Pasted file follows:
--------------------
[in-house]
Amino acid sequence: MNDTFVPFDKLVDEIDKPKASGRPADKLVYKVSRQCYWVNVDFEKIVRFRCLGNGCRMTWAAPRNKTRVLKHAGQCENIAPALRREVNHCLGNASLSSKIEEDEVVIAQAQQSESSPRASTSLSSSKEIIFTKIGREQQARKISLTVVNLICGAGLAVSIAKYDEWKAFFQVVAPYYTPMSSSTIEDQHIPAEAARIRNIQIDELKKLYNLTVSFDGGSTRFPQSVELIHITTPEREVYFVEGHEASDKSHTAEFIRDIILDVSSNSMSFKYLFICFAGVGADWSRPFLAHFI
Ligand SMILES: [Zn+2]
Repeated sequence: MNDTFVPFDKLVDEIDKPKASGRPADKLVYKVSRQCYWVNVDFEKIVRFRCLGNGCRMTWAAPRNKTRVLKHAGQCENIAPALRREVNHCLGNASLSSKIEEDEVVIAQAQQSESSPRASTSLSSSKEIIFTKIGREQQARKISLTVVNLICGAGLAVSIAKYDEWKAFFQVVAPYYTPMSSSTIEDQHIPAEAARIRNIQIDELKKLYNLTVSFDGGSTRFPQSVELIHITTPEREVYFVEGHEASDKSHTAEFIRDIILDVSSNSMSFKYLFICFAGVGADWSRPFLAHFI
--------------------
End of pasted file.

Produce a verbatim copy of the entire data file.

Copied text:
[in-house]
Amino acid sequence: MNDTFVPFDKLVDEIDKPKASGRPADKLVYKVSRQCYWVNVDFEKIVRFRCLGNGCRMTWAAPRNKTRVLKHAGQCENIAPALRREVNHCLGNASLSSKIEEDEVVIAQAQQSESSPRASTSLSSSKEIIFTKIGREQQARKISLTVVNLICGAGLAVSIAKYDEWKAFFQVVAPYYTPMSSSTIEDQHIPAEAARIRNIQIDELKKLYNLTVSFDGGSTRFPQSVELIHITTPEREVYFVEGHEASDKSHTAEFIRDIILDVSSNSMSFKYLFICFAGVGADWSRPFLAHFI
Ligand SMILES: [Zn+2]
Repeated sequence: MNDTFVPFDKLVDEIDKPKASGRPADKLVYKVSRQCYWVNVDFEKIVRFRCLGNGCRMTWAAPRNKTRVLKHAGQCENIAPALRREVNHCLGNASLSSKIEEDEVVIAQAQQSESSPRASTSLSSSKEIIFTKIGREQQARKISLTVVNLICGAGLAVSIAKYDEWKAFFQVVAPYYTPMSSSTIEDQHIPAEAARIRNIQIDELKKLYNLTVSFDGGSTRFPQSVELIHITTPEREVYFVEGHEASDKSHTAEFIRDIILDVSSNSMSFKYLFICFAGVGADWSRPFLAHFI